Open access
23 July 2019

On the Emergence of Candida auris: Climate Change, Azoles, Swamps, and Birds


The most enigmatic aspect of the rise of Candida auris as a human pathogen is that it emerged simultaneously on three continents, with each clade being genetically distinct. Although new pathogenic fungal species are described regularly, these are mostly species associated with single cases in individuals who are immunosuppressed. In this study, we used phylogenetic analysis to compare the temperature susceptibility of C. auris with those of its close relatives and to use these results to argue that it may be the first example of a new fungal disease emerging from climate change, with the caveat that many other factors may have contributed.


Candida auris is a new drug-resistant fungal species that was first isolated in 2009 from a human ear and thus named “auris” (1). Since then, C. auris has been associated with human disease in many countries, and the clinical isolates are remarkable for exhibiting nonsusceptibility to antifungal agents. One of the striking developments associated with the appearance of C. auris-related disease is that pathogenic isolates appear to have emerged independently on three continents simultaneously (2). Analysis of isolates recovered from the Indian subcontinent, Venezuela, and South Africa during 2012 to 2015 revealed that the isolates from each continent were clonal, but that those from different continents constituted genetically different clades (2). The mechanism(s) responsible for the simultaneous emergence of three different clades of C. auris in three geographically distant regions are unexplained.
The widespread use of antifungal drugs has been suggested as a contributory cause in the emergence of C. auris (3). Whereas selection by environmental azole use can certainly have contributed to drug resistance in this fungal species, it does not easily explain why this organism suddenly became a human pathogen on three continents. For example, the emergence of azole-resistant Candida spp. began long before the appearance of C. auris, and there does not appear to be a correlation between the emergence of azole-resistant Aspergillus spp. associated with azole agricultural use and the hot spots for C. auris emergence. The acquisition of drug resistance alone is very unlikely to confer upon a microbe the capacity for pathogenicity, since reduced susceptibility to drugs and virulence are very different properties, as evidenced by frequent fitness costs associated with mutations conferring resistance to antifungals to Candida (4, 5). Instead, as exemplified by the experience with Aspergillus fumigatus, aspergillosis was a well-known clinical entity before its putative acquisition of drug resistance from the agricultural use of azoles (6). Hence, one might have expected C. auris to have been known as a human and animal pathogen first and then to have acquired drug resistance, rather than emerging as drug resistant from agricultural drug use at the same time that it became a human pathogen. Another suggested explanation for the emergence of C. auris is that it recently acquired virulence traits that confer the capacity for virulence (7). Although this explanation cannot be ruled out, the capacity for virulence is a complex property that emerges from many attributes, and it is improbable that it would have occurred concurrently on three continents, unless driven by another factor that selected for it.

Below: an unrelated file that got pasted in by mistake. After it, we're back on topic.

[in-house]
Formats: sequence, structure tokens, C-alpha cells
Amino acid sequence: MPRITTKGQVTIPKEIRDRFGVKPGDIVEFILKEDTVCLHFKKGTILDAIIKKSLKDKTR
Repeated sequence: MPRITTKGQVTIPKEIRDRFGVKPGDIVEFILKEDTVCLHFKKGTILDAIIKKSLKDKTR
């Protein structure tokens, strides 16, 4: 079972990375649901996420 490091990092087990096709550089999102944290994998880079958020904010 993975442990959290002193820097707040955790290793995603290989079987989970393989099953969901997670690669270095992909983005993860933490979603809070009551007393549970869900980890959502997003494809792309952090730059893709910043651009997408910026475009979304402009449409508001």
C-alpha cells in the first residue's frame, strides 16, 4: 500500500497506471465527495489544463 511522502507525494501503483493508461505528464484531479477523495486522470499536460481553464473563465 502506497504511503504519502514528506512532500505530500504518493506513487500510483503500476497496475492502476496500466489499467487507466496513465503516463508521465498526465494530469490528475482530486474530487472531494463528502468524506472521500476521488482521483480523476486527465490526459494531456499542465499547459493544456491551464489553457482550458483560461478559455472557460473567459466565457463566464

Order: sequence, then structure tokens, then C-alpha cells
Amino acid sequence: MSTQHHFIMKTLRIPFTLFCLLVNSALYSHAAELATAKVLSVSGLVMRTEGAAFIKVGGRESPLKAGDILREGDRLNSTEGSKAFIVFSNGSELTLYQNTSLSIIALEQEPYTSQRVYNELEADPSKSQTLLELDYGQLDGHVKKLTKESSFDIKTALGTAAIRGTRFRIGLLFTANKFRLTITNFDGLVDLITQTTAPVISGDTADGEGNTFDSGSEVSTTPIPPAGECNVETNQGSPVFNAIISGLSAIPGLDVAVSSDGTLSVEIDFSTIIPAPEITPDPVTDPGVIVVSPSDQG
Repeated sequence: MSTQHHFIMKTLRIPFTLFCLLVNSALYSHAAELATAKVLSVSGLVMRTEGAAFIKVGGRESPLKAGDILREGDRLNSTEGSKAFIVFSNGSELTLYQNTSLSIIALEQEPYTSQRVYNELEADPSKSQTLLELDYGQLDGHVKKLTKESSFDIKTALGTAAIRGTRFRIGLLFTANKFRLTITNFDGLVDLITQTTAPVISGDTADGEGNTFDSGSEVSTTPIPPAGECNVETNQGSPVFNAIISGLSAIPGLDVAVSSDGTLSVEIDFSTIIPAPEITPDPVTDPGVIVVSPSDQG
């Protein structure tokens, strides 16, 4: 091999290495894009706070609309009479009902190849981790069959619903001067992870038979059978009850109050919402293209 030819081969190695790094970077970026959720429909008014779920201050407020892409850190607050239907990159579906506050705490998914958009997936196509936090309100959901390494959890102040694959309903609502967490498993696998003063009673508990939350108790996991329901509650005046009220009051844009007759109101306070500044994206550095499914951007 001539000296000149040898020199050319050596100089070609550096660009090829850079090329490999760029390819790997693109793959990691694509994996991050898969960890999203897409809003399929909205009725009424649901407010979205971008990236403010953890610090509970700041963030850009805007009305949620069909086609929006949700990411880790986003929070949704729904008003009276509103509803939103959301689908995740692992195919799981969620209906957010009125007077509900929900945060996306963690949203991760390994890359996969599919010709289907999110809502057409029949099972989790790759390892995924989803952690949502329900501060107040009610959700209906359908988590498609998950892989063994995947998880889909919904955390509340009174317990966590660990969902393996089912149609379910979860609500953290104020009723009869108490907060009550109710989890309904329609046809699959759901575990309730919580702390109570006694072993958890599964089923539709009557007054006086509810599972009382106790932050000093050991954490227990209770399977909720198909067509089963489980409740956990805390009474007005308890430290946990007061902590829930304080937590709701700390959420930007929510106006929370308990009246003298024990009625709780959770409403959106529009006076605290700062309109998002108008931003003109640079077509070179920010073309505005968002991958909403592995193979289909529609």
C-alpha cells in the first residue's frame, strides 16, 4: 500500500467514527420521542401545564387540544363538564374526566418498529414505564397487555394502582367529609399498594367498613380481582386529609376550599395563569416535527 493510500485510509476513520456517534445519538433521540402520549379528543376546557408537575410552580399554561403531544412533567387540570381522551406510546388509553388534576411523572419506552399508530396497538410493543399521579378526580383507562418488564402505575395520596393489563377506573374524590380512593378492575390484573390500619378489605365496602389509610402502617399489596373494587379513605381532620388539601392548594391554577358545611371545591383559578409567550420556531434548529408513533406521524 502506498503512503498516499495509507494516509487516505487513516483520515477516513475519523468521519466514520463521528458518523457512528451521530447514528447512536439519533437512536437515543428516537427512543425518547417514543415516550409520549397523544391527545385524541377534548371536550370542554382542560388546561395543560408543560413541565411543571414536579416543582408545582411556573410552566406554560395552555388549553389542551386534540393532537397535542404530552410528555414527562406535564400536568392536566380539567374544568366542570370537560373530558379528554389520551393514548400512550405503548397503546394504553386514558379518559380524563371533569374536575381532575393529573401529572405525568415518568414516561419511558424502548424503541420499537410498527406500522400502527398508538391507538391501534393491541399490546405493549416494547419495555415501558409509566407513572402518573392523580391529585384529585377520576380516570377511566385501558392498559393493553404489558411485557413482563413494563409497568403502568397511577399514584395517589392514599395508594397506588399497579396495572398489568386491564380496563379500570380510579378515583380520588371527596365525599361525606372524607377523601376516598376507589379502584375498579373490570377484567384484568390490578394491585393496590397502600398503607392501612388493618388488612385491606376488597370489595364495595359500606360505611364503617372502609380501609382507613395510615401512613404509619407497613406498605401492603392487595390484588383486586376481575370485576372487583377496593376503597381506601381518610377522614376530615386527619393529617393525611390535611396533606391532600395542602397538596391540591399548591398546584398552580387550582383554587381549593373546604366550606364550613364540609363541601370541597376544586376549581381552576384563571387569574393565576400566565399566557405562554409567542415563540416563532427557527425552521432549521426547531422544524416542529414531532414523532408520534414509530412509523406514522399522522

Human-pathogenic fungi constitute only a very small minority of an enormous number of fungal species in the environment, numbering in the few hundred (8). In contrast to ectothermic animals and plants, mammals are remarkably resistant to invasive fungal diseases. Mammalian resistance to invasive fungal diseases is proposed to result from a combination of high basal temperatures, which create a thermal restriction zone, and advanced host defense mechanisms in the form of adaptive and innate immunity (9). In this regard, the emergence of such thermodynamically unfavorable animals as mammals as the dominant large animals has been proposed to have resulted from a fungal filter at the Cretaceous-Tertiary boundary that prevented a second reptilian age (9). According to this theory, fungal pathogens are rare in mammals because this group of animals was selected by the fungi at the end of the Cretaceous period (9). Supporting this view are the facts that the majority of fungi grow well in ambient temperatures and that only a small percentage of species can replicate at 37°C (10). Consequently, invasive fungal infections are rare unless one of these two resistance pillars is disturbed. For example, the high prevalence of mycoses in individuals with advanced HIV infection was a result of a weakening of the immune system, while the white-nose syndrome in bats occurs during their hibernation process, when their temperature drops (11).